“Mom, when I grow up, are my boobs going to point down like yours do or out like other people’s?”
This is a question my daughter once asked me when I was getting out of the shower. I was mortified. Ummm … how exactly was I supposed to answer this? I wanted to tell her that I hold her and her brother 100% accountable for the state of my boobs. Tell her that they pointed OUT, thankyouverymuch, before she and her brother used them as chew toys for months on end. But I bit my tongue. Let it go. I figured it was a one-off. She wasn’t going to keep making insensitive comments about my looks … was she?
Yes, apparently she was.
The next time she asked why my belly was so “blubbery” and why my butt “jiggled.” And then a few weeks later she tossed out a real doozy.
Someone mentioned my husband and son looked a lot alike and she flipped out. “No fair,” she screeched. “I want to look like Daddy!!!!!”
“But you look like me! People always say you look like me!” I said.
She looked disgusted. “I don’t look like you. You have brown hair. My hair is blonde.” (My daughter really loves having blonde hair. It’s a major part of her identity. I hate to break it to her that it’s just a matter of years before it turns poop brown like mine.)
“They’re talking about our faces, honey, not our hair color.”
“Our faces don’t look alike. Mine is all smooth and yours is all bumpy and wrinkly.”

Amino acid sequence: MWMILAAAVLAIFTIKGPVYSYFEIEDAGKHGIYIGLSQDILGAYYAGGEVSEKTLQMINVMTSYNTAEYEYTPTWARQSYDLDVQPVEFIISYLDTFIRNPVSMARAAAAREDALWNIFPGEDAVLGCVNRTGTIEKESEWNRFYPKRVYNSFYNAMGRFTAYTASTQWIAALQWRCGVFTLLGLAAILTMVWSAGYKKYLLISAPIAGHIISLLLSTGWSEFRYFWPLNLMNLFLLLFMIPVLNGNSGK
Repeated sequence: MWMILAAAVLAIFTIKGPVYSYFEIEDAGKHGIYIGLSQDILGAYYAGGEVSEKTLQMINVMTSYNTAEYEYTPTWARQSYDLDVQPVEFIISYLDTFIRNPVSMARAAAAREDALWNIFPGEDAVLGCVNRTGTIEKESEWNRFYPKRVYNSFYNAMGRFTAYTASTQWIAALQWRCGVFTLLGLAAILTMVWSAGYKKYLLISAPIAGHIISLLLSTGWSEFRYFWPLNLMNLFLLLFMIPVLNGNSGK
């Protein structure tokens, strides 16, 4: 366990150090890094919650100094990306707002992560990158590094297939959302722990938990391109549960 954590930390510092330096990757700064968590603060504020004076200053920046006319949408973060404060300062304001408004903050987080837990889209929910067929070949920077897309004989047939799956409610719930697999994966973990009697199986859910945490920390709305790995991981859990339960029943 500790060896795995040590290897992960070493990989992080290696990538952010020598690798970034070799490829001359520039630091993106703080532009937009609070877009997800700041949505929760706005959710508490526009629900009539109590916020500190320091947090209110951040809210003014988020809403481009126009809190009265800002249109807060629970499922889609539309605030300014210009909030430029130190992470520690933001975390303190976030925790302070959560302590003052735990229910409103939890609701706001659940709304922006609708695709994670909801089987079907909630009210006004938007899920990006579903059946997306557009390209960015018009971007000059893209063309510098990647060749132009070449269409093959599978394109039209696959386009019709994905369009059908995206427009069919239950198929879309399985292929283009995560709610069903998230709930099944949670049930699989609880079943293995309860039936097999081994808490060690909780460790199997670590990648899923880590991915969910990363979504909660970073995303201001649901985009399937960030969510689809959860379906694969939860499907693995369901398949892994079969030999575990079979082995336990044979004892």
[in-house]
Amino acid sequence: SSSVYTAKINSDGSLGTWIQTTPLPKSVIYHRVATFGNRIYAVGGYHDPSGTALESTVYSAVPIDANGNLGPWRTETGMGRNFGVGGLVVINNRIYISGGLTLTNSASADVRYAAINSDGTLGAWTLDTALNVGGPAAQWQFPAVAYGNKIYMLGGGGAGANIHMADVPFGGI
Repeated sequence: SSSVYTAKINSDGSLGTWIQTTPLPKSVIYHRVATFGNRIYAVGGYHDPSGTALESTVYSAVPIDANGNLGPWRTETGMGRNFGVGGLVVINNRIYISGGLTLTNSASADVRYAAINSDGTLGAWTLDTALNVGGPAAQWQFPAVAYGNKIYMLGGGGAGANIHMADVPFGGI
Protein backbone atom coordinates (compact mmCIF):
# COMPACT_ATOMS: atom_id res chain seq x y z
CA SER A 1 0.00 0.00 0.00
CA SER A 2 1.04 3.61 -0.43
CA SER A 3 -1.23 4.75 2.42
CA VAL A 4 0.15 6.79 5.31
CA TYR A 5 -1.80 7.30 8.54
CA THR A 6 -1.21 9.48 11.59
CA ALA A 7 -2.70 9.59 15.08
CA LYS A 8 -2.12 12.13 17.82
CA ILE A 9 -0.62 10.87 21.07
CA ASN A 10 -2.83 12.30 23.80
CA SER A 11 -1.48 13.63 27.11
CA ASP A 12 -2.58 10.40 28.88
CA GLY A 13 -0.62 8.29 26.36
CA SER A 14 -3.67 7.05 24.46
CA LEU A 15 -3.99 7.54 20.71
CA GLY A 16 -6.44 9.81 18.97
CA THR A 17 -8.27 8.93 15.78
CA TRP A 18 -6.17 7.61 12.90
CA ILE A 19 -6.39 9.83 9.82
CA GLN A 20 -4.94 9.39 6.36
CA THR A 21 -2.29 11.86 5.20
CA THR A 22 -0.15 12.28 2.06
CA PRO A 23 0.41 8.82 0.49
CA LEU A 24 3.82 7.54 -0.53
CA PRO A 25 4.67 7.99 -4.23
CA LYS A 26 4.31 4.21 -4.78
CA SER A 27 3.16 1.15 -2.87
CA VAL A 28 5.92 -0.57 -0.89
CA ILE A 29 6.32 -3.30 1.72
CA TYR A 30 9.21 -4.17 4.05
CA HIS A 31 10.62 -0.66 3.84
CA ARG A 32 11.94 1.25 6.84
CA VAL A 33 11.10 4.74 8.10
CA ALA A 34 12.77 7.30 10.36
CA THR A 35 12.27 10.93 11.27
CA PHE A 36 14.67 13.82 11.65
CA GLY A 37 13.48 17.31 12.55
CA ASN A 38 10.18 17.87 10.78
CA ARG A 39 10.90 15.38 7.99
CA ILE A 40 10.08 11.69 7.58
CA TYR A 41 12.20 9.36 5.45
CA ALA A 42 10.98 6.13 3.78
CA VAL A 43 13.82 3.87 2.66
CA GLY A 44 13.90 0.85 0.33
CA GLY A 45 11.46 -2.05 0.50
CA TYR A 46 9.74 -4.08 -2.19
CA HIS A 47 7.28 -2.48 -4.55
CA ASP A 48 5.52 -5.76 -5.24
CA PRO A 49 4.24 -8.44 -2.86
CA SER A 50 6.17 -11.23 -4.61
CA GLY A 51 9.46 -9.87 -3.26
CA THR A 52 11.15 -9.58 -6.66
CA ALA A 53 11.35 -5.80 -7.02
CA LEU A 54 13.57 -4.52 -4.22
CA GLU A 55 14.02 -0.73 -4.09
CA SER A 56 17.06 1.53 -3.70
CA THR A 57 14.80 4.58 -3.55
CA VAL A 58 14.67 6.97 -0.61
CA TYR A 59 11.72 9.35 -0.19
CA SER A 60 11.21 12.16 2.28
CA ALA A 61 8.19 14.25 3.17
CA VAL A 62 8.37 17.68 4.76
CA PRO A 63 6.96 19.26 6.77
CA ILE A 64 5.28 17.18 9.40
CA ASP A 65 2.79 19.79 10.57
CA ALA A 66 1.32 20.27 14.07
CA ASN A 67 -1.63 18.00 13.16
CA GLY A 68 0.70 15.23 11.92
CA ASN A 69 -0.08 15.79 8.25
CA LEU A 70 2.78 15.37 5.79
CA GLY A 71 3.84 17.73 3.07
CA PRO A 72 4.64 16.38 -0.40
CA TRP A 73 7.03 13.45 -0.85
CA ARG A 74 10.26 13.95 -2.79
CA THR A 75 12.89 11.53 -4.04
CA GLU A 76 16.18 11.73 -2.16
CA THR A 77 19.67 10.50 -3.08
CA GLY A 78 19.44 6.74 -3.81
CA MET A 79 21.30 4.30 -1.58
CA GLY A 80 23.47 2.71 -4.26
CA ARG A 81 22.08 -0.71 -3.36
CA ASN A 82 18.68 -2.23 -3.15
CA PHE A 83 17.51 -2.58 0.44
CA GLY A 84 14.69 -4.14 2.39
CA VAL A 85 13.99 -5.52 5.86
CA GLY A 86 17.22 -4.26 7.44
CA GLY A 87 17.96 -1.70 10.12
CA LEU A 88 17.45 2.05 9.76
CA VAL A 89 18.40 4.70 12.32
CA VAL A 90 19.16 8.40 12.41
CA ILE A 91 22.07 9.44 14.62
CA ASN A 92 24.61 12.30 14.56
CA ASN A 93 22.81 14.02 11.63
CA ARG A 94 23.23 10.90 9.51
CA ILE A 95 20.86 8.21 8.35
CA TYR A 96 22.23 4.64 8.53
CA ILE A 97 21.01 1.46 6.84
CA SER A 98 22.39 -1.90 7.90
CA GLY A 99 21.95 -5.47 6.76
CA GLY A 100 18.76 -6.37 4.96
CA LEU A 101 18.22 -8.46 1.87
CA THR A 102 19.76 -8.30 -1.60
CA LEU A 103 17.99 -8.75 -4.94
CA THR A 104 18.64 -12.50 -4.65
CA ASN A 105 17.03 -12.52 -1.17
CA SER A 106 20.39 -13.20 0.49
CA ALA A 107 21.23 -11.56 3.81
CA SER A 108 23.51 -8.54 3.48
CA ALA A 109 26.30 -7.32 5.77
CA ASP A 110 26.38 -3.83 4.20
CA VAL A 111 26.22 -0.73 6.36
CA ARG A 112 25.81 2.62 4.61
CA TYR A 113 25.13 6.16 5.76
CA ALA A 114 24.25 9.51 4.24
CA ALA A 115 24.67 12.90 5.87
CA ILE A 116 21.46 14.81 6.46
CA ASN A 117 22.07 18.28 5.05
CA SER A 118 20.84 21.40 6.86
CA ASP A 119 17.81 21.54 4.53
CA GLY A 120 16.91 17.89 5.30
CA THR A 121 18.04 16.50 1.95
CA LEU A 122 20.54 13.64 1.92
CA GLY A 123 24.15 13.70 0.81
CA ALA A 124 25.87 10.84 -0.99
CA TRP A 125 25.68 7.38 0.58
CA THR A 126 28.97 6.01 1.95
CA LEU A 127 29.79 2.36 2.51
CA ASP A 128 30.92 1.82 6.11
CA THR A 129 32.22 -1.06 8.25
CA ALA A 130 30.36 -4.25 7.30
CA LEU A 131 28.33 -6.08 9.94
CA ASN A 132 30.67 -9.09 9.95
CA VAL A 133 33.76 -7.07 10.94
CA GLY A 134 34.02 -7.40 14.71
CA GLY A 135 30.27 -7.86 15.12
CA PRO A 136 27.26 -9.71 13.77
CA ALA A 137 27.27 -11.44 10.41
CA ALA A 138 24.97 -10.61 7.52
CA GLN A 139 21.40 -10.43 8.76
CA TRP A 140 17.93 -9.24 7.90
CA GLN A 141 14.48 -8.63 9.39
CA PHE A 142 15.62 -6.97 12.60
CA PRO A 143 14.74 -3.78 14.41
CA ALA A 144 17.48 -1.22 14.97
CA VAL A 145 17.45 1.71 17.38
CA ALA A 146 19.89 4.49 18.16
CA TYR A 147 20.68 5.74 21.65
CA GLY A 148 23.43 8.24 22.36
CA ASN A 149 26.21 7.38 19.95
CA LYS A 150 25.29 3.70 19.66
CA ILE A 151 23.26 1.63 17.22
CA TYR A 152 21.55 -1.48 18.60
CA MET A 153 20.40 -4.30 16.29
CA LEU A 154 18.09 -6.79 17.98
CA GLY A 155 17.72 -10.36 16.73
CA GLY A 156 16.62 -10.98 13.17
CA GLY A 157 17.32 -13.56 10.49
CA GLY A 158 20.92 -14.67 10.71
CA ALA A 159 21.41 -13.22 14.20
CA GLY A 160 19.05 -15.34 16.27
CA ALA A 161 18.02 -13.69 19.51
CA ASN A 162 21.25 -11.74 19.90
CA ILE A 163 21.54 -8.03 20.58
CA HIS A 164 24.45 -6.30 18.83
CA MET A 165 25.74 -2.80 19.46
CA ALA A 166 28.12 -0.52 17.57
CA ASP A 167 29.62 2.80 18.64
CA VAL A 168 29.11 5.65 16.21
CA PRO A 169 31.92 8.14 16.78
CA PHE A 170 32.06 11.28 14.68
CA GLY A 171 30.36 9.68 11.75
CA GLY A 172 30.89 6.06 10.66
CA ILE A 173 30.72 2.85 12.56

Bumpy and wrinkly? BUMPY AND WRINKLY???? Now that’s low.
I know my daughter doesn’t mean to hurt me with her comments. Kids just tell it like it is, and she’s just being honest. And she’s right. My skin is bumpy and wrinkly. And my boobs do point down. After I licked my wounds and told her that it isn’t nice to say things like that to people, I realized I didn’t want my daughter to see I was upset over her comments about my looks. I didn’t want to be upset over her comments.
I wanted to show her that I don’t really give a crap. I might have pimples and crow’s feet and saggy boobs, but on the inside I’m beautiful and always will be, even when I’m 97-years-old. I want to teach my daughter to love herself for HER, not for her perky boobs or flawless skin. Because let me tell you, those things don’t last forever. And if you’re pinning your happiness on them, you’re screwed.